When we moved here we made a rudimentary attempt at creating a fairy garden in a planter.  The little ones saw this as a perfect opportunity to smother it in glitter leaving my eldest a little disappointed with the messy results.

tree trunks

The moment I saw the garden in our new house, I knew that the cluster of trees would make the perfect fairy garden.  When I suggested it to the girls they were very excited and we collected ideas, requested materials and made plans.

The fairy door was made from those mysterious small pieces of wood that come attached to a painting canvas.  A lentil was chosen for the door knob.

fairy door

Next we collected small stones to make a pathway to the door.

pathway to the door in a firy gardenWe made gates from the same pieces of wood as the door and placed small sticks around the edge of the path to create a barrier.

fairy garden doorway

Many of the materials were gifted by the Buy Nothing Group including the little bells we hung across the entrance, glass beads to make the stream, jam jar lids for table tops  and our very own fairy.

fairyAt a garage sale we found packs of miniature accessories for teddy bear collectors.  We decided to use them to make a tea room for the fairies.

The tables were made from jam jar lids and cardboard cylinders.

Making toadstools for a fairy garden

Corks were painted with nail varnish to make toadstool seats.

toadstools from corks

The embellishments were added to make a perfect fairy tea room.

fairy tea roomfairy tea room

One of the girls wanted to make a pool for the fairies, we found a pot, dug it into the ground and she added glitter and sequins.

fairy pool

The girls decided to use a wicker ring  as a fire pit and arranged twigs inside for the bonfire.
fairy fire pit

Next we added a stream made of glass beads and outlined the edges with pebbles.

fairy stream

Small flower pots created a boundary between the stream and the tea room and we sprinkled a few seeds on top.

planting

During the winter we found a log in the firewood with a knot that looked like a door.  My eldest saved it to make a fairy house.  She carved windows with a pocket knife and stuck twigs along the edges with wood glue.  The roof was made from moss.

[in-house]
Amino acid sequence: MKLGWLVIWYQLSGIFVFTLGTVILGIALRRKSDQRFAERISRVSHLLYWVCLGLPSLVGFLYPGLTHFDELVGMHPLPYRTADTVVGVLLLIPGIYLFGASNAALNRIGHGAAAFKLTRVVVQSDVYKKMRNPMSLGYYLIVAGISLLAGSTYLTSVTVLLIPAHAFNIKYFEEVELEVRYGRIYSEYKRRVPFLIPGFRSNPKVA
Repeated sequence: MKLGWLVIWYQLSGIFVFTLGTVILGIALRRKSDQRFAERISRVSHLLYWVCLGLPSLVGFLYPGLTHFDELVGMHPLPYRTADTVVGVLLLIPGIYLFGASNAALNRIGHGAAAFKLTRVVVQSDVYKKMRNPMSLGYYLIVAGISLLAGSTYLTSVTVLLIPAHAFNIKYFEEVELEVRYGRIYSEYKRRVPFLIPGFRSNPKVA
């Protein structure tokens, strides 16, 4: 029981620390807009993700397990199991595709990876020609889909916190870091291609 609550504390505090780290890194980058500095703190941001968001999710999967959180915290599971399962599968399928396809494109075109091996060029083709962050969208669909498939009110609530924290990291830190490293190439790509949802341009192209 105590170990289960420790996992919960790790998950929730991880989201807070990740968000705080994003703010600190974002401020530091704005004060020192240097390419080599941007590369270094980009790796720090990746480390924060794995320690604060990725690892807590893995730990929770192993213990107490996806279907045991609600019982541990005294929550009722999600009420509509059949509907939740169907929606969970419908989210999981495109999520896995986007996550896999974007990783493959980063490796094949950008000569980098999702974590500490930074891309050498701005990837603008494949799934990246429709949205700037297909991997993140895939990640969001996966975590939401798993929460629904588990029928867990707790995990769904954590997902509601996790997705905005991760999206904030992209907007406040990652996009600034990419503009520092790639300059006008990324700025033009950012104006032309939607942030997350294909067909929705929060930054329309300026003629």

fairy houseAs  a finishing touch we added steps leading up to the house.

The fairies and elves seem very happy with their new habitat.

fairy garden

 

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Water Gun Activities for Summer Fun

We recently acquired a set of water guns because the girls love a water fight. On a hot day a water fight is great fun but it isn’t always warm enough. When a water fight isn’t the best option, here are some other water gun activities you could try.

1. Ping-Pong Blast

fun with a water gun

Line up golf tees with ping-pong balls placed on top.

Ready, Steady, Blast…….

How many can you knock down?

water gun

2. Fireworks Display

“Come outside, we’ve got something to show you”,  the girls called out one evening, shortly after July 4th. They treated us to a watery firework display, creating shapes with their water guns and giving each one a different name.

water gun play

3. Skittles/Bowling

Using a set of garden skittles (or in our case bottles, tin cans and cups) line them up and see how many you can knock down by squirting water at them.

garden bwling

4. Ball push

Lay out different types of balls.

Which ones do you think you can move with the water gun?

ball push

It moves just a little bit.

5. Duck Race

Race ducks in the paddling pool, using the water gun to move them from one side to the other.

duck race

6. Ring the Bell

Hang a bell , saucepan lid or other metallic object from a bush and investigate the sound it makes if you squirt it.  You could try a variety of objects and listen to the different sounds.

cowbell

7. Trampoline Splash

My youngest decided to spray the trampoline and invited me to bounce. As we bounced the water splashed into the air like jumping in a puddle. Great for bouncing on  a hot day.

spraying the trampoline

8. Water the plants

If you are looking for little helpers, why not let them water the plants with their water gun?

watering

9. I’ve challenged the older girls to design a water gun obstacle course and race against each other or a timer.